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Marsilea quadrifolia - L.
                 
Common Name Water Clover, European waterclover
Family Marsileaceae
USDA hardiness 4-8
Known Hazards Although we have found no reports of toxicity for this species, a number of ferns contain carcinogens so some caution is advisable[200]. Many ferns also contain thiaminase, an enzyme that robs the body of its vitamin B complex. In small quantities this enzyme will do no harm to people eating an adequate diet that is rich in vitamin B, though large quantities can cause severe health problems. The enzyme is destroyed by heat or thorough drying, so cooking the plant will remove the thiaminase[172].
Habitats Ponds and paddy fields all over Japan[58].
Range C. Europe to Asia.
Edibility Rating  
Other Uses  
Weed Potential Yes
Medicinal Rating  
Care
Fully Hardy Moist Soil Wet Soil Water Plants Semi-shade Full sun

Summary

Marsilea quadrifolia Water Clover, European waterclover


http://commons.wikimedia.org/wiki/File:Illustration_Pilularia_globulifera0.jpg
Marsilea quadrifolia Water Clover, European waterclover
http://commons.wikimedia.org/wiki/User:Keisotyo
   
Physical Characteristics
 icon of manicon of fern
Marsilea quadrifolia is a FERN growing to 0.2 m (0ft 8in).
It is hardy to zone (UK) 5. Suitable for: light (sandy) and medium (loamy) soils. Suitable pH: acid, neutral and basic (alkaline) soils. It can grow in semi-shade (light woodland) or no shade. It prefers moist or wet soil and can grow in water.

Synonyms

Habitats
 Pond; Bog Garden;
Edible Uses
Edible Parts: Leaves;  Seed.
Edible Uses:

Young stems and leaves[105, 145]. A famine food, only used in times of scarcity[218]. The spores are produced in a sporocarp (like a fairly large container) and in allied species this is ground up and mixed with flour etc and used in making bread etc. It is rich in starch[144].
Medicinal Uses


Plants For A Future can not take any responsibility for any adverse effects from the use of plants. Always seek advice from a professional before using a plant medicinally.

Antidote;  Antiphlogistic;  Depurative;  Diuretic;  Febrifuge;  Skin.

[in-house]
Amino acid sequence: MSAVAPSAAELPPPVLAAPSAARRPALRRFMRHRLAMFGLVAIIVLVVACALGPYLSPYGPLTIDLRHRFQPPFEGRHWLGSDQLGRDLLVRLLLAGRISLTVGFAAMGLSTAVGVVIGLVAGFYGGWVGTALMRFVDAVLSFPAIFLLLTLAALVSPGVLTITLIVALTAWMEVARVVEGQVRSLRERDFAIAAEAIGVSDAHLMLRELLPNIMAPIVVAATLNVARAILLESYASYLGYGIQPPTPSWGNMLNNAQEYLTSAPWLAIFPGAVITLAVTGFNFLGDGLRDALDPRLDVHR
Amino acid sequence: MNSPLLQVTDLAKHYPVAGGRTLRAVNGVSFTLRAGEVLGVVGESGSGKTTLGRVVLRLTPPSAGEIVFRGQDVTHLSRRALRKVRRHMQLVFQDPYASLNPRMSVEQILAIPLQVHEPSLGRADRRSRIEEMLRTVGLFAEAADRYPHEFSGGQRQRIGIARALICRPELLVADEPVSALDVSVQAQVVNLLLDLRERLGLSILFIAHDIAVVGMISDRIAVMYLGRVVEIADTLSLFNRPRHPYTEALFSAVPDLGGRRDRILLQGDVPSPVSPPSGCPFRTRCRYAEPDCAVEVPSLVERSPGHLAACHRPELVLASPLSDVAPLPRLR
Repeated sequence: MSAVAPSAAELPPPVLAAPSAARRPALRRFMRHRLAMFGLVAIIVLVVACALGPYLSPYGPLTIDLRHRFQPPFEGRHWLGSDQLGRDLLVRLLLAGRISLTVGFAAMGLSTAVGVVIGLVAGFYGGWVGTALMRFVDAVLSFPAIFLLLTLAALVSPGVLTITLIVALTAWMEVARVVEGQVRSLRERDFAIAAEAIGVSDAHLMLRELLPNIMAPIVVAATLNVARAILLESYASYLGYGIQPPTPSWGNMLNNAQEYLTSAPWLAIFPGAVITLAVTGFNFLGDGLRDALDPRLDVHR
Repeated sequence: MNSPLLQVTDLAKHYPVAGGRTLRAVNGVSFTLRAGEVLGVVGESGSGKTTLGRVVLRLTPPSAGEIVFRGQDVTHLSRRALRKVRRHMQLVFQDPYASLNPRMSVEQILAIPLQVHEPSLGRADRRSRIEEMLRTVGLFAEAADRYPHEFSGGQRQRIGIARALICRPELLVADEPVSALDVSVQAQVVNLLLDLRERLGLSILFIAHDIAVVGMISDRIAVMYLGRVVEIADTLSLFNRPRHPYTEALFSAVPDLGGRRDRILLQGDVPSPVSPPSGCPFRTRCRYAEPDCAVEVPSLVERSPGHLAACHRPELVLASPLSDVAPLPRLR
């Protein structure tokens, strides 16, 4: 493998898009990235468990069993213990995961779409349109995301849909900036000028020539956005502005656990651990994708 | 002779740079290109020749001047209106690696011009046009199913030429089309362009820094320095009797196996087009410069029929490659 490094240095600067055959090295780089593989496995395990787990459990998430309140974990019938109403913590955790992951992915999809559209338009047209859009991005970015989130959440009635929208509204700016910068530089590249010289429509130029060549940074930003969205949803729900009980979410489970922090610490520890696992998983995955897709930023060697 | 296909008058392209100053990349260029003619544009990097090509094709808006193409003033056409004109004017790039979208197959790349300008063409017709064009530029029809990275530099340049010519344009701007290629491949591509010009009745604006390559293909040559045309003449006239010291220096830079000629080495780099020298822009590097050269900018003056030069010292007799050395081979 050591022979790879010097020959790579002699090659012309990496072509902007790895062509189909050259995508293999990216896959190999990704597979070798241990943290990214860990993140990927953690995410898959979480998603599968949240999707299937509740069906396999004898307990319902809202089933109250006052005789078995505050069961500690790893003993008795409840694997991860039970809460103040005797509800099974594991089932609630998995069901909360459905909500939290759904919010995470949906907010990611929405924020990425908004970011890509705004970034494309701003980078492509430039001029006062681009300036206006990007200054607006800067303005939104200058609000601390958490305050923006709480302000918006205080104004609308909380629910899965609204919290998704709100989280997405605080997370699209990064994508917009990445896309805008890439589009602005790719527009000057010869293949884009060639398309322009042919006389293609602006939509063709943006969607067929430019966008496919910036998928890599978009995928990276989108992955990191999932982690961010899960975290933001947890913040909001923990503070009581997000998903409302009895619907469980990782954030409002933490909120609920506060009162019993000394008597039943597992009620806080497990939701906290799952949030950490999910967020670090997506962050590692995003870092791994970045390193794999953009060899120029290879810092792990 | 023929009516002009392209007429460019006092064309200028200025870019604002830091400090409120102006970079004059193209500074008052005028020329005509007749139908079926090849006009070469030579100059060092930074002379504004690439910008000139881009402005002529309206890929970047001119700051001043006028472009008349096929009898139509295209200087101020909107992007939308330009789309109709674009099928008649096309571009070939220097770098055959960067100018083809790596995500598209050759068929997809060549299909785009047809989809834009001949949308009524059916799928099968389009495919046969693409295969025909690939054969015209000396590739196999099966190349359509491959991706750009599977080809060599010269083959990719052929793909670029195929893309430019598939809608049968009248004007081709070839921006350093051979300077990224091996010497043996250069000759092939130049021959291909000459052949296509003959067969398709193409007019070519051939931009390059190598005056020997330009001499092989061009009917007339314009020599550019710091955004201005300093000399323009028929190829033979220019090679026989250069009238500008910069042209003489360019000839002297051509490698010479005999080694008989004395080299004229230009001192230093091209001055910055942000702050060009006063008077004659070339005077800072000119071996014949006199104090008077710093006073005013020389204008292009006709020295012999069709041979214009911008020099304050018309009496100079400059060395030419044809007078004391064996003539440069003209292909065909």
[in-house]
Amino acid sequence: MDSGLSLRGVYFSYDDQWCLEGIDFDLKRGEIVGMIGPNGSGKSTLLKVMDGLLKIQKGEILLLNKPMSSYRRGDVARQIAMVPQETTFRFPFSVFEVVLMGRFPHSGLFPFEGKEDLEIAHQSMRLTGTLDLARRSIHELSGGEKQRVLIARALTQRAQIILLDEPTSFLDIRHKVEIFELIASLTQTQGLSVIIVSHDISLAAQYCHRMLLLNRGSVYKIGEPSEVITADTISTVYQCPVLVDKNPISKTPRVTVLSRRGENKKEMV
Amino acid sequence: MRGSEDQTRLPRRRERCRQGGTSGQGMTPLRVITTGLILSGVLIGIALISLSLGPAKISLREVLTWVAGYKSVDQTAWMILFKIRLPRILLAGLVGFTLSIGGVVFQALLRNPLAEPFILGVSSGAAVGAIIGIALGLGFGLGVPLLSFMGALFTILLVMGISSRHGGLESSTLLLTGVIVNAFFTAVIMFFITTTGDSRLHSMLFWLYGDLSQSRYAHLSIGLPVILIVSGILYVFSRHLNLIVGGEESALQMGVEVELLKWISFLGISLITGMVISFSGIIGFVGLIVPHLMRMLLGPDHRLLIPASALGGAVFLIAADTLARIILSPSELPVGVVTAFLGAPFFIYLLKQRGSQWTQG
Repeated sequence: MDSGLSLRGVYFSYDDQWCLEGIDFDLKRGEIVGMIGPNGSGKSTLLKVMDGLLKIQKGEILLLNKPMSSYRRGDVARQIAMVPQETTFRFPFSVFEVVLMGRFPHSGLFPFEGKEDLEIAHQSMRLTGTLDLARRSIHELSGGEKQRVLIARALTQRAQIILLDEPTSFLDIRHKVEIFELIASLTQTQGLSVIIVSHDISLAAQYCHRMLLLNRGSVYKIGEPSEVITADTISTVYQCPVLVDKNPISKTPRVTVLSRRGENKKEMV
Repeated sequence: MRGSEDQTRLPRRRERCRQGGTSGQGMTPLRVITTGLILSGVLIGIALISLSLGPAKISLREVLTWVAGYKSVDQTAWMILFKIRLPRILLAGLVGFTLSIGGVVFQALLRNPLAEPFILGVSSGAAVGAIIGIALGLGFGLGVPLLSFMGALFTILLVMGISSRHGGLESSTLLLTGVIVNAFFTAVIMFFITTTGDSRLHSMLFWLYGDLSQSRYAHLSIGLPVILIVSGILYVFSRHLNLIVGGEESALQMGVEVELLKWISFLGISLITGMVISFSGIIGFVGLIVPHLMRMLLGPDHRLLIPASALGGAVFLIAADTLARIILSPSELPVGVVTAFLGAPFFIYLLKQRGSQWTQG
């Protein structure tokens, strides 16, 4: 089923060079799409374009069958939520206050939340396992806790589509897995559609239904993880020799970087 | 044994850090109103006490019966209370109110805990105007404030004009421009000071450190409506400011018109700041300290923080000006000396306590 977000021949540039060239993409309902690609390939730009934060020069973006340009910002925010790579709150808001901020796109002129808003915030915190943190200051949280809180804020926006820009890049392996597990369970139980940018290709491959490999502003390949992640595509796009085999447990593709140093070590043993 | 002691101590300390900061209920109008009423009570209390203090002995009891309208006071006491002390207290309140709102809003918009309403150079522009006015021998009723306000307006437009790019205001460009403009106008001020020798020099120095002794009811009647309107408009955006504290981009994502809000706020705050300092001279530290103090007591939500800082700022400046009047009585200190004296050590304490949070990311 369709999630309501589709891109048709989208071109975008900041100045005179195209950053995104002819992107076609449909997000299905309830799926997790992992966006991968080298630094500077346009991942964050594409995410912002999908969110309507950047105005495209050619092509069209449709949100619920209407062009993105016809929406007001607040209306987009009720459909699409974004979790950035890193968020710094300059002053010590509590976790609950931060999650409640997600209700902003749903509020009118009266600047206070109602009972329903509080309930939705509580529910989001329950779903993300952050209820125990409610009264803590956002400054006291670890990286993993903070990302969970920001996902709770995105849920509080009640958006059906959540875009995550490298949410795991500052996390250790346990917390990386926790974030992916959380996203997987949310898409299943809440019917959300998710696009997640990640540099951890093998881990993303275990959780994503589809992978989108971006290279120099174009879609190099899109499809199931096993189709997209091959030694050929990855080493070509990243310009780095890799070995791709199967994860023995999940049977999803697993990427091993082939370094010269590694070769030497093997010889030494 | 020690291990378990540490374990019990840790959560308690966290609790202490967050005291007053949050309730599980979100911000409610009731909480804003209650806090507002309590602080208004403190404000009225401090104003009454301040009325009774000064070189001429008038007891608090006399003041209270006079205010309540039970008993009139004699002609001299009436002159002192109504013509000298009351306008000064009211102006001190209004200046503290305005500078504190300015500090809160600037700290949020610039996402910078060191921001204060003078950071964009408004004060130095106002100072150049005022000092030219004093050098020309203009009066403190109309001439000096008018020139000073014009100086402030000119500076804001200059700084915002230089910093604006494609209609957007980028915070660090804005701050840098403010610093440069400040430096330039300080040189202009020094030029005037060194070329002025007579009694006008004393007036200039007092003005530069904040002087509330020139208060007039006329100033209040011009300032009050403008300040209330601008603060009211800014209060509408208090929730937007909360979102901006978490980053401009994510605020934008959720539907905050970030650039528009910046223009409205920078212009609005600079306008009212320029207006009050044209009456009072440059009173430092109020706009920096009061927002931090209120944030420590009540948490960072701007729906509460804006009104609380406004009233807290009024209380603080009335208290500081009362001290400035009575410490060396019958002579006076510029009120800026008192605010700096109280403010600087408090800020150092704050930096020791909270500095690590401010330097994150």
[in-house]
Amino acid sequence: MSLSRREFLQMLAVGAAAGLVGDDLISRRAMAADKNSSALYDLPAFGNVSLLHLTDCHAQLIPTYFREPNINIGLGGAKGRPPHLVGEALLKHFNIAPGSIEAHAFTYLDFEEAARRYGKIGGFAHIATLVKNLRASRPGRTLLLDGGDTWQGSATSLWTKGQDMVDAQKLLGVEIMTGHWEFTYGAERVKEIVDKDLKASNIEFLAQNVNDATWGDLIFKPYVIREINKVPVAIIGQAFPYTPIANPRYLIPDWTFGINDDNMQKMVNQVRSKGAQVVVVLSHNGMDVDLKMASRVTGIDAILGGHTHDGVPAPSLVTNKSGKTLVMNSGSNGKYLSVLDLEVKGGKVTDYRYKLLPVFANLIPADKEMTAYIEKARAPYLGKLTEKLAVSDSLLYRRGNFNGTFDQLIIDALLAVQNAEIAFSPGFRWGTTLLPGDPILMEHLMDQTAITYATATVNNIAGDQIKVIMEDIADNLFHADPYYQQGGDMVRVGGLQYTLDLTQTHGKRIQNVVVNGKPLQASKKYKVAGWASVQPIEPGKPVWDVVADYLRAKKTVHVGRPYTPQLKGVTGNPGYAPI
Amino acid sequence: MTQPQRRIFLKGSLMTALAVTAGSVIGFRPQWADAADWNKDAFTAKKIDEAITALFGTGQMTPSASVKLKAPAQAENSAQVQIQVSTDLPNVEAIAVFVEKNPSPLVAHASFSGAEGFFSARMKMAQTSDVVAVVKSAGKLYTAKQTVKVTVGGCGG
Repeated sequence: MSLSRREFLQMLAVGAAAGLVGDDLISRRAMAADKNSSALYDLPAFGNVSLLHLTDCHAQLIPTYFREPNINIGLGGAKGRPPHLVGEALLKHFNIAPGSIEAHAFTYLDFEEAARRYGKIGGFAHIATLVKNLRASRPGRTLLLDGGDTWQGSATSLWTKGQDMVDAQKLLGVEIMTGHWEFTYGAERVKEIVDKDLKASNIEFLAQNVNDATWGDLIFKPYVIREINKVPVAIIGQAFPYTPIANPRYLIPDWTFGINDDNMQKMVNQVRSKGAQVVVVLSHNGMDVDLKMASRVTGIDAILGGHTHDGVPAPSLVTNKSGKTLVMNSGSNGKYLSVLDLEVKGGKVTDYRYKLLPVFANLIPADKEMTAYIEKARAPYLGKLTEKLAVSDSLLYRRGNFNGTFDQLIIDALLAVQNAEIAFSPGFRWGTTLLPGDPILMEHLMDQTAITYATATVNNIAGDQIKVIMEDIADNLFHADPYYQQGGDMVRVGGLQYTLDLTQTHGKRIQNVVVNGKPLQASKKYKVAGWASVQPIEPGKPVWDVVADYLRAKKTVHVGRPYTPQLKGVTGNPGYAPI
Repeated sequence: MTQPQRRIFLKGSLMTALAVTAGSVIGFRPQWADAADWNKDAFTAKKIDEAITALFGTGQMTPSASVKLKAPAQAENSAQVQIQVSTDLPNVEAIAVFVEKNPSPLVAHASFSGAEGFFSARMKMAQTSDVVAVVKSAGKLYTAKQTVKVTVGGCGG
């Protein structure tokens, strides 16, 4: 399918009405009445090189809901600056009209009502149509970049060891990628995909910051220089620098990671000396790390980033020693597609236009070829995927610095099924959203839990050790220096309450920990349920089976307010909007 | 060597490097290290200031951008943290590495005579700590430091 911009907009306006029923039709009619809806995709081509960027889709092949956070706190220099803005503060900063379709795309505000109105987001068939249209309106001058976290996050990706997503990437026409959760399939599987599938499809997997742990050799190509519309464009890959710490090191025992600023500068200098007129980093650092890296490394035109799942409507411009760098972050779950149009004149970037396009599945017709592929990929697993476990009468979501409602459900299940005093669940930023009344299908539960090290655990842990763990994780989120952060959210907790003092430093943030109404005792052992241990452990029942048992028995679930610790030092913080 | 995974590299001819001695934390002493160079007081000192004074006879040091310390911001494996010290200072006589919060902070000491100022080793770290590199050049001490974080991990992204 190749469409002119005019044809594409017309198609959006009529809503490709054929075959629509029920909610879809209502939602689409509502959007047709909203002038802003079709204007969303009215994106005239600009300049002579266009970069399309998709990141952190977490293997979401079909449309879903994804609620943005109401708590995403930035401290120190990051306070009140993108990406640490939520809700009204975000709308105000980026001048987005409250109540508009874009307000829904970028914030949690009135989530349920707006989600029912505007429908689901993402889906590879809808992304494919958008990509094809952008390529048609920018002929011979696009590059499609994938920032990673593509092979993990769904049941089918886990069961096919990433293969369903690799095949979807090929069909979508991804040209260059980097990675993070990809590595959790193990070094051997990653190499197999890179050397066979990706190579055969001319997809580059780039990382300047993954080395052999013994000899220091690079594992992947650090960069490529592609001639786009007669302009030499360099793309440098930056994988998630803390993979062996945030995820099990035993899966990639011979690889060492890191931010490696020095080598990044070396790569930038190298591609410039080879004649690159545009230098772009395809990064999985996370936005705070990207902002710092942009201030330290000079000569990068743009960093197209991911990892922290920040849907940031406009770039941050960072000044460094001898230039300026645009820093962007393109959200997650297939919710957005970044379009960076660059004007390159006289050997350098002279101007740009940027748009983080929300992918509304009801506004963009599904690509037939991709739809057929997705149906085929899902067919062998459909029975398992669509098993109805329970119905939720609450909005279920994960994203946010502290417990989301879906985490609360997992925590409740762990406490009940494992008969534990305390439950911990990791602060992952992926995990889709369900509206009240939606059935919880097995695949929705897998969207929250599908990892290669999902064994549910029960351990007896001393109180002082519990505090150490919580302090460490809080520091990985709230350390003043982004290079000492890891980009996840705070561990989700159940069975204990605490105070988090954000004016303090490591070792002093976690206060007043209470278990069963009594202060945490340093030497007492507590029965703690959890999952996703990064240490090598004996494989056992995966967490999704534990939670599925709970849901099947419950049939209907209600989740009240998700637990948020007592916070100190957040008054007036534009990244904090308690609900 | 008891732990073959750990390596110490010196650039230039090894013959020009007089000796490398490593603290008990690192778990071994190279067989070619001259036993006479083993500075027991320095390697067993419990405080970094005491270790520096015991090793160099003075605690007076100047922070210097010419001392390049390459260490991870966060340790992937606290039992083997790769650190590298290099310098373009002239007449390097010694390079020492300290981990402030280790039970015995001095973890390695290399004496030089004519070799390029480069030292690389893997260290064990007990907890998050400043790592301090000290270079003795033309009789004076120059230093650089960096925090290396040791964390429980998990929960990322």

A juice made from the leaves is diuretic and febrifuge[218]. It is also used to treat snakebite and applied to abscesses etc[218]. The plant is anti-inflammatory, diuretic, depurative, febrifuge and refrigerant[147, 178, 218].
Other Uses
None known
Cultivation details
Requires a permanently moist or wet soil, it can be grown by the side of ponds etc or in the shallow edges of the pond[56]. Thrives in a turfy loam or in peat[1]. Hardy to about -15°c[200]. Members of this genus are rarely if ever troubled by browsing deer[233].
Propagation
Spores. The plant produces sporocarps, these need to be lightly abraded and then immersed in water. The sporocarps will then swell and burst to release the spores. The spores germinate immediately, the highly developed prothallus remains inside the large seed-like spores. The gametophyte generation is completed in 24 hours and the first roots and shoots appear in 2 - 3 days. Mature plants bearing sporocarps can develop in as little as 3 months[200]. Spore germination in the family occurs after rupture of the sporocarp wall allows the sporocarp contents to be hydrated. A gelatinous structure emerges from the sporocarp, breaking it into valves and carrying the sori into the water. Spore germination (gametophyte growth) and fertilization occur immediately[270]. Division.
Other Names
Found In
Weed Potential

Right plant wrong place. We are currently updating this section. Please note that a plant may be invasive in one area but may not in your area so it’s worth checking.

Conservation Status
IUCN Red List of Threatened Plants Status :
Related Plants
Latin NameCommon NameEdibility RatingMedicinal Rating
Marsilea drummondiiCommon Nardoo, Nardoo10
Marsilea muticaNardoo, Australian Water-Clover10
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Expert comment
 
Author
L.
Botanical References
58200
Links / References
For a list of references used on this page please go here
Readers comment
 
Elizabeth H.
v.chelladurai Thu Jul 27 2006
in traditional medicine of india this herb is used to successfullyin diabetes
Elizabeth H.
Debashis Ray Mon Apr 23 2007
This fern is well known in West Bengal and Bangladesh as "Sushni".It is available in vegetable markets as a leafy green with medicinal properties. The name Sushni in colloquial Bengali means 'dont sleep'as it is eaten cooked, for its soporific effect. Common people use it as it is cheaper and more easily available than prescription drugs. Debashis Ray,Kolkata,West Bengal, INDIA
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Subject : Marsilea quadrifolia  

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